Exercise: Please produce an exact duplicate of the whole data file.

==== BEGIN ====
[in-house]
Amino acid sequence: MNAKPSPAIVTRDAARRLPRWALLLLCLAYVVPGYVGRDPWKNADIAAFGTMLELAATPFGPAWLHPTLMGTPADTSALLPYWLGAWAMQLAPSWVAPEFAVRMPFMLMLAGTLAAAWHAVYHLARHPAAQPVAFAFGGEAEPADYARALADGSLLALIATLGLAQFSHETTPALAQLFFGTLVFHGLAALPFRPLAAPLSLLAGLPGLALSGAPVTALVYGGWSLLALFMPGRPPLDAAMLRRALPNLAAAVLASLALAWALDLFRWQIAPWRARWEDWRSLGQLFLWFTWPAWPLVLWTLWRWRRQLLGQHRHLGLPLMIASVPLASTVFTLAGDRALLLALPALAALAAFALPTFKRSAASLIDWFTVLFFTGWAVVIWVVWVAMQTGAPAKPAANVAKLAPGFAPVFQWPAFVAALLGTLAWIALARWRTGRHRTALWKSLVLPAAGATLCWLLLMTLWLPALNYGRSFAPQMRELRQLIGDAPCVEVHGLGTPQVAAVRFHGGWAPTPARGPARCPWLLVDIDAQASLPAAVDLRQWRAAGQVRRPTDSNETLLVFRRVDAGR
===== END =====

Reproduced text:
[in-house]
Amino acid sequence: MNAKPSPAIVTRDAARRLPRWALLLLCLAYVVPGYVGRDPWKNADIAAFGTMLELAATPFGPAWLHPTLMGTPADTSALLPYWLGAWAMQLAPSWVAPEFAVRMPFMLMLAGTLAAAWHAVYHLARHPAAQPVAFAFGGEAEPADYARALADGSLLALIATLGLAQFSHETTPALAQLFFGTLVFHGLAALPFRPLAAPLSLLAGLPGLALSGAPVTALVYGGWSLLALFMPGRPPLDAAMLRRALPNLAAAVLASLALAWALDLFRWQIAPWRARWEDWRSLGQLFLWFTWPAWPLVLWTLWRWRRQLLGQHRHLGLPLMIASVPLASTVFTLAGDRALLLALPALAALAAFALPTFKRSAASLIDWFTVLFFTGWAVVIWVVWVAMQTGAPAKPAANVAKLAPGFAPVFQWPAFVAALLGTLAWIALARWRTGRHRTALWKSLVLPAAGATLCWLLLMTLWLPALNYGRSFAPQMRELRQLIGDAPCVEVHGLGTPQVAAVRFHGGWAPTPARGPARCPWLLVDIDAQASLPAAVDLRQWRAAGQVRRPTDSNETLLVFRRVDAGR